Like Kido, the old man likely didn’t really know what he intended to do, only that he was lonely and desperate. The emperor couldn’t give him back his son (whose uniform he seems to be wearing) and his gesture is one of futile defiance coupled with a suicide bid that has no real goal save making an elaborate protest against the world in which he lives. Kido makes the bomb, lets the authorities know he has it, but then realises he has no demands. He asks them to fix something minor that annoys him, to stop the TV networks pulling the plug on late running baseball games to make way for the news, and finds himself rewarded. He has taken back the power, they believe he has the bomb and they fear him, but he has no further goals or notion of how his society should change. There is no idealised future he is fighting for, all there is is futility and indifference.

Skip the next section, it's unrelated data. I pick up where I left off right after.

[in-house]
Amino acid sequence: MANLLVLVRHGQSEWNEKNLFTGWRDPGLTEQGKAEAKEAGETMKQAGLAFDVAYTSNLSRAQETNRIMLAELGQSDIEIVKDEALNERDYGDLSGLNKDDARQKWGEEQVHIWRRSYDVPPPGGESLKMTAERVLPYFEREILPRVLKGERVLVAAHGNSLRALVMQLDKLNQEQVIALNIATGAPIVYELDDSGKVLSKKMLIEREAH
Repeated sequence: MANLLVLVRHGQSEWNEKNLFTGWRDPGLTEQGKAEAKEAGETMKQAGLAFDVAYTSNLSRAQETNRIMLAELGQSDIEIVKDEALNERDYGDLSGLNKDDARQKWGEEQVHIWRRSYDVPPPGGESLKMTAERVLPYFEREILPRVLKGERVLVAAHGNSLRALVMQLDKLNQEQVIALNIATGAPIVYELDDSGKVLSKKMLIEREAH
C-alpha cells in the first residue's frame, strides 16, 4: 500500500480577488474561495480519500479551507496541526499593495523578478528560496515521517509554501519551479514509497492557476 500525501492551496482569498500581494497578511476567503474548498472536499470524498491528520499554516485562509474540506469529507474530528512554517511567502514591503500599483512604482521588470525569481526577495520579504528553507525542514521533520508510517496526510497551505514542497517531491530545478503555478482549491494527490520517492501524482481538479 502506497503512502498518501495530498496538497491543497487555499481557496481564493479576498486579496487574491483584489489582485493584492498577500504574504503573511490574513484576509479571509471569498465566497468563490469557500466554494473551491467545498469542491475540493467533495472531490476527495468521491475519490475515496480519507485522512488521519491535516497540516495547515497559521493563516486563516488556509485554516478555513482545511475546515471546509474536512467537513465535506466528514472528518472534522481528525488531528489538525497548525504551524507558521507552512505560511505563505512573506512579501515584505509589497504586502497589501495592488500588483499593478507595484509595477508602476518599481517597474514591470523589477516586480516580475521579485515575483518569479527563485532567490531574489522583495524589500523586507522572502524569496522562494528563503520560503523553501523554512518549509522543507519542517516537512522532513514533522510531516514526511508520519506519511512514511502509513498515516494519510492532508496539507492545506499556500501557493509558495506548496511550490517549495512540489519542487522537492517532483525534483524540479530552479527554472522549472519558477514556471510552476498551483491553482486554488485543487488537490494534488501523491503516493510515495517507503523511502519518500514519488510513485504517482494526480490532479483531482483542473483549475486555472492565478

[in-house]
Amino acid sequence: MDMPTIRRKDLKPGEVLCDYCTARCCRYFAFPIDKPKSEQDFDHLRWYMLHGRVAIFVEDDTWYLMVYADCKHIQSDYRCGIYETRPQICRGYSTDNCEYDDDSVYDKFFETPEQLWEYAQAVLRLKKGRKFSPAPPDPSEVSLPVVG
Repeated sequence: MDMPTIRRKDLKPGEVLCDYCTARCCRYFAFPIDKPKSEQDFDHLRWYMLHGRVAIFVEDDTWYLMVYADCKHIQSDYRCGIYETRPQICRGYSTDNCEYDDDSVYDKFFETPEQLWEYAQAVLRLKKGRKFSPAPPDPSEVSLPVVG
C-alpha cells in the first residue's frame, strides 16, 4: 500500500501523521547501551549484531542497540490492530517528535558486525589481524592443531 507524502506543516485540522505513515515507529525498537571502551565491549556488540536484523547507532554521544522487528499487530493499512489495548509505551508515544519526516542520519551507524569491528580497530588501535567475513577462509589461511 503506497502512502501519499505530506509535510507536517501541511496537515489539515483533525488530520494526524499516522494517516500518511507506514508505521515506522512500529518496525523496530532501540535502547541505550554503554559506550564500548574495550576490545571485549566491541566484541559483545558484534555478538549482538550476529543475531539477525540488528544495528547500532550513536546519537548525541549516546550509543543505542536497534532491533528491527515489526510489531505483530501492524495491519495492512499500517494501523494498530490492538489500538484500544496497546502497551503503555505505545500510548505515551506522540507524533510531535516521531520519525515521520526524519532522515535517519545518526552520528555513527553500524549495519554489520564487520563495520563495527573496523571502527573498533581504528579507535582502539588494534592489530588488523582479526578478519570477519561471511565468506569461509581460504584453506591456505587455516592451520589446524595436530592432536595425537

Meanwhile, ironically enough, Kido’s desperation provokes a mini revolution in others. A talkshow radio host (Kimiko Ikegami) named “Zero” (in contrast to Kido’s adoption of the codename “No. 9” as the 9th owner of a nuclear device and the only individual), broadcasts his on-air request for ideas, believing it to be a kind of thought experiment. The ideas she gets from the public are of the usual kind – lonely men who want to bathe with naked women, nationalists who want to start a war with America, dreamers who think it might be better not to want anything and just embrace the dream, while she muses that she wants the Rolling Stones concert that was cancelled a few years ago after a band member’s narcotics conviction to be reinstated. That being as good as anything is what Kido goes for in an overture that passes as an odd kind of romance and a suitably ironic kick back against strait-laced authority.